San Francisco is a mere 49 square miles but is bursting with culture and diversity. The city's numerous neighborhoods each have their own distinctiveness, and for many, that also includes the uniqueness of their names. SFGate recently offered a glimpse into the history behind some of the neighborhood monikers that we found very enlightening. Below are a few of our favorites.
This sunny enclave on the city's south side is named after Jose de Jesus Noe, who was given a large stretch of land by the Mexican governor of California in 1846. Noe started selling parcels in 1851. His rancho included what's now today Noe Valley, the Castro and Glen Park.
There are multiple urban legends explaining the name behind this downtown area. One such story is that police officers assigned to this area in the 1930s received more pay and they named the neighborhood after the finer cuts of meat they could afford. Another explanation is that it's the "soft underbelly" (like the cut of meat) of the city. And many sources indicate the name was taken from a former red-light district in New York.
This sunny residential neighborhood known for its skyline views used to be an open hill of shrub and grass. In the late 1700s, Spanish missionaries named the area ‘Potrero Nuevo’ (which translates to 'new pasture') after the land on which they would let their cattle graze.
Cows actually did roam in what is now the boutique-lined Union Street. This ritzy neighborhood tucked between Russian Hill and the Marina District gets its name from the dairy farms located in the neighborhood. The industry peaked in 1880 when 38 farms were helping feed the growing city.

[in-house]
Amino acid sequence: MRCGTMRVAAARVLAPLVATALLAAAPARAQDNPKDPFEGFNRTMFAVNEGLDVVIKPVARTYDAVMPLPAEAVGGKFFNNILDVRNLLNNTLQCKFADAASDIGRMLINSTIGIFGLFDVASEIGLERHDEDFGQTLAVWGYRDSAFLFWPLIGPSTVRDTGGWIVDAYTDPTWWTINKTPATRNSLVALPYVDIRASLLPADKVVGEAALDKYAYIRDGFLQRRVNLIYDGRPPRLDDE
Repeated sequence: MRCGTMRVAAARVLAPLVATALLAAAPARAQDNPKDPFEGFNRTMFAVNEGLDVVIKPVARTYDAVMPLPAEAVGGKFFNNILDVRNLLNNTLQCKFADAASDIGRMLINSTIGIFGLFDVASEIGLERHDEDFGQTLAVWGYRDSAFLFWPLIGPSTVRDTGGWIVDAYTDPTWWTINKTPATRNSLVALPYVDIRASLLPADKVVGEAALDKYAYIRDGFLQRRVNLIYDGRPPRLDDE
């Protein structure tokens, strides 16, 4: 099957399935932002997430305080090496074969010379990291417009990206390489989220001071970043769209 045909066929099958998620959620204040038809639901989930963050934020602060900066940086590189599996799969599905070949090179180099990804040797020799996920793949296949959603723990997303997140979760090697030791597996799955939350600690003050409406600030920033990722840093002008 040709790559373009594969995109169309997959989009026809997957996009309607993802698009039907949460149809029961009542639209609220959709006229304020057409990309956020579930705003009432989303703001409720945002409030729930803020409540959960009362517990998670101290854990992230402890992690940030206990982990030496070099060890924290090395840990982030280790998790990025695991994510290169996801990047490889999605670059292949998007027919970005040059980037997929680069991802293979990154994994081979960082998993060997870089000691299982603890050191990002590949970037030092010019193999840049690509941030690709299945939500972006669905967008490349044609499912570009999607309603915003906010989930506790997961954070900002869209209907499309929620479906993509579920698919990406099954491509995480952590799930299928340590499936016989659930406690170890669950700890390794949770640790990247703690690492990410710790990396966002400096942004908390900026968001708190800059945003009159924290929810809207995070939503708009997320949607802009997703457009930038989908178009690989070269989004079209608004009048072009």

Throughout the 19th century, Russian merchant and military ships made stops in San Francisco. There are references in old newspaper articles about crew members being buried in a cemetery at the top of what's now known as Russian Hill. In the Gold Rush era, settlers discovered the cemetery gravestones inscribed in Cyrillic. The graves were eventually removed but the name stuck.
Embarcadero is derived from the Spanish verb embarcar, which means 'to embark,' and embarcadero means 'the place to embark.' This reference is fitting because, before the construction of the Golden Gate and Bay Bridges in the 1930s, the waterfront along San Francisco Bay was a bustling port with boats ferrying 50,000 people to town on a daily basis.
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